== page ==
Recent Updates

  • Updated on: Feb 06, 2015

    Analog inputs

    The roboRIO Analog to Digital module has a number of features not available on simpler controllers. It will automatically sample the analog channels in a round robin fashion, providing a combined sample rate of 500 ks/s (500,000 samples / second). These channels can be optionally oversampled and averaged to provide the value that is used by the program. There are raw integer and floating point voltage outputs available in addition to the averaged values. The diagram below outlines this process.

  • The default LabVIEW Dashboard utilizes Network Tables to pass values and is therefore compatible with C++ and Java robot programs. This article covers the keys and value ranges to use to work with the Dashboard.

  • Updated on: Jan 20, 2015

    FRC Java WPILib API Documentation

  • Updated on: Jan 20, 2015

    Using the Microsoft Lifecam HD-3000

    The Microsoft Lifecam HD-3000 is a USB webcam that was tested with the roboRIO as part of the Beta testing and software development effort. While other USB webcams may work with the roboRIO, this camera has been tested to be compatible with the provided software.

  • Counter objects are extremely flexible elements that can count input from either a digital input signal or an analog trigger.

  • RoboRealm is a vision processing application that runs on a Windows PC connected to the robot via a network connection. It can read the camera stream, process images and send results back to the robot. It is often desirable to see the results of the image processing on your driver station laptop, but screen real estate is at a premium. You can display images from RoboRealm on the SmartDashboard by using it's internal web server as shown in this article.

  • There are two ways of running programs onto the roboRIO. You can

    1. Attach to the roboRIO and run the program using the debugger from your development system OR
    2. Load it onto the roboRIO flash drive so it will run on reboot.

    For tournaments you should always download the program so that it will be there when the robot is restarted and the match is played. This article will cover loading the program onto the roboRIO to run on reboot. The next article will cover the debugger.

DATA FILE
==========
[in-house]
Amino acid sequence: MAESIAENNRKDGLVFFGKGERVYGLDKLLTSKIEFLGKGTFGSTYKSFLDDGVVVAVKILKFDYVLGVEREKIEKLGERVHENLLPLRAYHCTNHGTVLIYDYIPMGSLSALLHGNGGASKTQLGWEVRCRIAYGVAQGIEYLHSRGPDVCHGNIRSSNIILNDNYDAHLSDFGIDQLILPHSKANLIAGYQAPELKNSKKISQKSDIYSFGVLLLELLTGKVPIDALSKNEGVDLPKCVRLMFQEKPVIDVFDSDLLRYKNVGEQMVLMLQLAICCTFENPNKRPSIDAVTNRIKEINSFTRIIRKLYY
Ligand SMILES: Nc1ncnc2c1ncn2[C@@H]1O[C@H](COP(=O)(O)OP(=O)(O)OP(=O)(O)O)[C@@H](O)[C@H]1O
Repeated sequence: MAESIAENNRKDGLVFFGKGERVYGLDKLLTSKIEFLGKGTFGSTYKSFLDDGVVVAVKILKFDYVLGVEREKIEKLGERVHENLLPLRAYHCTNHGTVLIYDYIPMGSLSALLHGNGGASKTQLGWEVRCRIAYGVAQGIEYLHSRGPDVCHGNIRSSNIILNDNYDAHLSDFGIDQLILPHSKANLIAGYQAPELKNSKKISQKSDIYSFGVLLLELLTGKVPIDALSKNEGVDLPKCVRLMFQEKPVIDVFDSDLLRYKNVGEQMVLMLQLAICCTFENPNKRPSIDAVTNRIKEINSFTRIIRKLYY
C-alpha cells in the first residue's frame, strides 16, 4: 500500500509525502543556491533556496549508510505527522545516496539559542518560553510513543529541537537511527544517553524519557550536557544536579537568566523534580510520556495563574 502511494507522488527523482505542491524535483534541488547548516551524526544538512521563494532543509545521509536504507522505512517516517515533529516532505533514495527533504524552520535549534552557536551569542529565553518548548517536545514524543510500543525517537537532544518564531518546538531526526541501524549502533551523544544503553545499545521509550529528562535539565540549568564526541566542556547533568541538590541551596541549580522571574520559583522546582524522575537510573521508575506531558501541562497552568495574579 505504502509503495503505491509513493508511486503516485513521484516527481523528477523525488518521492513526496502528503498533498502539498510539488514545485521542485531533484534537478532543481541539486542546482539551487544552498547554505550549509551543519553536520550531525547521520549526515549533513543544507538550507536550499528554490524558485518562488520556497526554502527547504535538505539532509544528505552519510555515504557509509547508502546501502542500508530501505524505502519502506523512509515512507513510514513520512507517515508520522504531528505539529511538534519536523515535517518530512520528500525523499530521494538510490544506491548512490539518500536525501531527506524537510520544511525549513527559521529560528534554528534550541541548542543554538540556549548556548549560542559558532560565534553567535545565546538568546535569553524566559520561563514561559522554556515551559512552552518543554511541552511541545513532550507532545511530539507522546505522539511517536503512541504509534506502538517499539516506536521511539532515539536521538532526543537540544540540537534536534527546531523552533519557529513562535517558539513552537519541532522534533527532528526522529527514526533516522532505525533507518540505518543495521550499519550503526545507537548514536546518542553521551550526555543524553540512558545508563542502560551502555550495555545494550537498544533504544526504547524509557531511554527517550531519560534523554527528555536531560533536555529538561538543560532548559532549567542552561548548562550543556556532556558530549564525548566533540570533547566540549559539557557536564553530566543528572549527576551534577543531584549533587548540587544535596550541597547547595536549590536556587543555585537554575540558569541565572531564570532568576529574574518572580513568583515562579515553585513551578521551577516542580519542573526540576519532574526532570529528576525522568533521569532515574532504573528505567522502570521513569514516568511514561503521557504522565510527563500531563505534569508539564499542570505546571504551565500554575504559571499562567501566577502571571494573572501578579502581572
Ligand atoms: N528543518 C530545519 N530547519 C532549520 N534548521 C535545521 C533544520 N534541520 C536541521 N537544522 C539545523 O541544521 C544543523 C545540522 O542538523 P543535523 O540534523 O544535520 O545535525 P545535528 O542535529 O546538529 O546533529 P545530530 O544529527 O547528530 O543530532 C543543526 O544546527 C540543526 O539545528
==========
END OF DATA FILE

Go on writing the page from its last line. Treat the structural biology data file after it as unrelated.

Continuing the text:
• Updated on: Jan 19, 2015

    Power Distribution Panel

    The Power Distribution Panel (PDP) for 2015 adds the capability to measure the current to each device connected to any of the circuit breaker protected 12V outputs. Having this capability offers the opportunity to use a number of algorithm requiring sensing of the torque being developed by motors without requiring additional hardware. The PDP is connected to the RoboRIO through the CAN bus and the libraries take care of managing the communications.

    Create an instance of the PowerDistributionPanel object to use it:

    PowerDistributionPanel pdp = new PowerDistributionPanel();

    Note: it is not necessary to create a PowerDistributionPanel object unless you need to read values from it. The board will work and supply power on all the channels even if the object is never created.

  • Often you might write a command that has an "isFinished" condition that is based on a sensor reaching a particular value or a switch closing. For example, a command might rotate a robot 45 degrees by turning until the heading from a gyro reaches 45. Suppose the gyro fails or a wire pulls loose. Now the gyro will always report the same heading, probably zero degrees, and the robot will keep turning for ever. One way of making your commands more robust is to have them "time out" or quit after some time has elapsed. In the case of the turn to 45 degrees, you might know that this will always complete within 2 seconds. You could set a timeout for 3 or 4 seconds to the command will finish even if the robot never reaches the desired heading. This will allow the program to continue running rather than be stuck waiting for the roboRIO to read a heading that will never happen.

  • Updated on: Jan 05, 2015

    Generating Java Code for a project

    After you start getting a significant part of your robot designed in RobotBuilder you can generate a Java project for use with Eclipse. The code that is generated includes project files that will let you just open the project and start adding your robot specific code. In addition, if you later make changes in RobotBuilder, you can regenerate the project again and it will not overwrite your changes. This process is described in detail below.

    Manual RobotBuilder